In this sense,” he adds, “I encourage the financial experts and the political leaders of your countries to consider the words of Saint John Chrysostom: ‘Not to share one’s goods with the poor is to rob them and to deprive them of life. It is not our goods that we possess, but theirs.’
In this speech directed to these ambassadors for a return to person-centered ethics and for disinterested solidarity. Saying that as Pope he loved both the rich and poor, he also said that his job is to remind the rich “to help the poor, to respect them, to promote them.
“Money has to serve, not to rule!” Pope Francis insists. Those with political power should be at the service of the common good of their peoples – and those in finance and business should take account of ethics and solidarity.
In this Pope Francis is of one mind with Benedict. “The solutions to the current problems of humanity”, Pope Benedict wrote, “cannot be merely technical, but must take account of all the needs of the person, who is endowed with body and soul, and must take the Creator, God, into consideration.”
That three quarters of the world’s population lives in poverty, or that today people still die of starvation, is not because there are not enough riches or food to go around, nor is it because there are too many people. Population is not the source of poverty but rather the inequitable distribution of the world’s resources.
A Haitian proverb says Bondye konn bay; men, lezom pa konn separe: “God knows how to give; but men do not know how to share.”
It is our not knowing how to share, “this lack of brotherhood among peoples and individuals” that accounts for poverty and underdevelopment in our world. Globalization, Benedict observed, has made us all neighbors but it hasn’t made us brothers and sisters.
Both of these Popes are articulating a Christian vision of the human person, made in the image and likeness of God, destined for communion with God. As the Fathers of the Second Vatican Council reiterated, man is the only creature God made for himself. This vocation to transcendence, they argue, must be acknowledged if development is to proceed along paths that will truly promote human flourishing on this earth.
If as Cardinal George suggests “human autonomy has become the preeminent value, and progress is substituted for providence,” then seeming “advancements” in science, technology and other spheres of human endeavor will end up “dehumanizing” rather than humanizing us. If we view ourselves as no more than a chance development in a mindless universe then why would we or anyone else have any significance?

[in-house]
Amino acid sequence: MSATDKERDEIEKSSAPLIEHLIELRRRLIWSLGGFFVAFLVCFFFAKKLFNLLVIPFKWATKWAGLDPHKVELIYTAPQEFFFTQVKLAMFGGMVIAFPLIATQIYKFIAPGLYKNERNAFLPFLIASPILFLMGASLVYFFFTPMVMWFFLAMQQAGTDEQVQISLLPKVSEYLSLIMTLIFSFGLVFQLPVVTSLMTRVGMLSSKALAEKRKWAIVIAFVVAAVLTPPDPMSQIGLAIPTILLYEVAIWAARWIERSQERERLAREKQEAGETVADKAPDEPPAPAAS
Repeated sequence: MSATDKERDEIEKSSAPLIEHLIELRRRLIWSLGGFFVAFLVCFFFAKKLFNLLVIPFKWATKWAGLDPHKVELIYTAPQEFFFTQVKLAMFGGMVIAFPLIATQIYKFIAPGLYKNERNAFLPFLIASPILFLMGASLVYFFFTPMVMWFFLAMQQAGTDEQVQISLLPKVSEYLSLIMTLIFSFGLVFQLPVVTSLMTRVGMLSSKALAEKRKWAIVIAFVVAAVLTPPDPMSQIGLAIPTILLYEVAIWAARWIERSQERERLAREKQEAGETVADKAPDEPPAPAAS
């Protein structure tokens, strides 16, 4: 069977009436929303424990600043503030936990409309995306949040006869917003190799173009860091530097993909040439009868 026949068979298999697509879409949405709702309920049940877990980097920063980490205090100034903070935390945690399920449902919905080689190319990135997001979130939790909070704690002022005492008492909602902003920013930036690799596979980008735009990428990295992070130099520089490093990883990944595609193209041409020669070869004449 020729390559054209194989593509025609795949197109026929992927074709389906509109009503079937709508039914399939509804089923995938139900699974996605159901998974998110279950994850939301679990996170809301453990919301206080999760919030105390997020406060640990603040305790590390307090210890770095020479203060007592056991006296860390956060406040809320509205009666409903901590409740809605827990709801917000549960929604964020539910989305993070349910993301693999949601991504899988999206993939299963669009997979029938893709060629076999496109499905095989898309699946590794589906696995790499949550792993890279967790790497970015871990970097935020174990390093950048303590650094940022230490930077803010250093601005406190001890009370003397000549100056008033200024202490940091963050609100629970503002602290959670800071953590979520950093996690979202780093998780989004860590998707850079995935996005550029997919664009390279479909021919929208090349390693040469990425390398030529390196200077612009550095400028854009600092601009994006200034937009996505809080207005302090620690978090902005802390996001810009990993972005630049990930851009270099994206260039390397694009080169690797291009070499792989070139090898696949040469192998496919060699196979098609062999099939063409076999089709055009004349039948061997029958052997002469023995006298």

In such a world closed to transcendence, anyone can justify using other human beings for their own ends and purposes. If God doesn’t matter, if we were created just to die one day, then we will define as successful those who die “with the most toys.”
The vocation to entrepreneurship is also a calling to Caritas in Veritate or to “Love in truth.” Love in truth does reveal to us that, in fact, we are brothers and sisters; “Love in truth” does bind us to one another as “our brother’s keeper”.”
God’s love for all his creatures must be mirrored in the way we care for one another – through acts of love and solidarity that are grounded in the truth that every human life is sacred and that all humanity forms one family.
“Truth matters”, even in economics. Without truth, charity becomes mere sentimentality; without truth, the truth about man and his relationship to his Creator, “man neither knows the way to go, nor even understands who he is.”
Allow me to conclude by citing once again St. Paul, this time from his letter to the Corinthians.
He said, “God is able to make every grace abundant for you, so that in all things, always having all you need, you may have an abundance for every good work.” You pursue business careers to obtain not just what you need to get by but also God willing more than you need – that is “an abundance for every good work”.
This Scripture is certainly related to another verse which says, “To whom much is given much will be asked”. Certainly this calls for great generosity from those whose hard work in the business world has been blessed by God. That this University exists is, in great measure, the result of such generosity. And today we have had the opportunity to acknowledge such generosity.
Other speakers will speak on what you need to succeed. But as I said, success in business cannot be judged solely on the bottom line – your business performance will be judged on that to be sure; but also, it will be judged on how it has helped you to achieve personal sanctification and how it has helped others achieve this as well.
Made in the image and likeness of our Creator God we acknowledge ourselves to be his creatures when we labor in line with his purpose and we establish goals to achieve what is good for ourselves and for others by being in and for the world – without becoming “of the world.”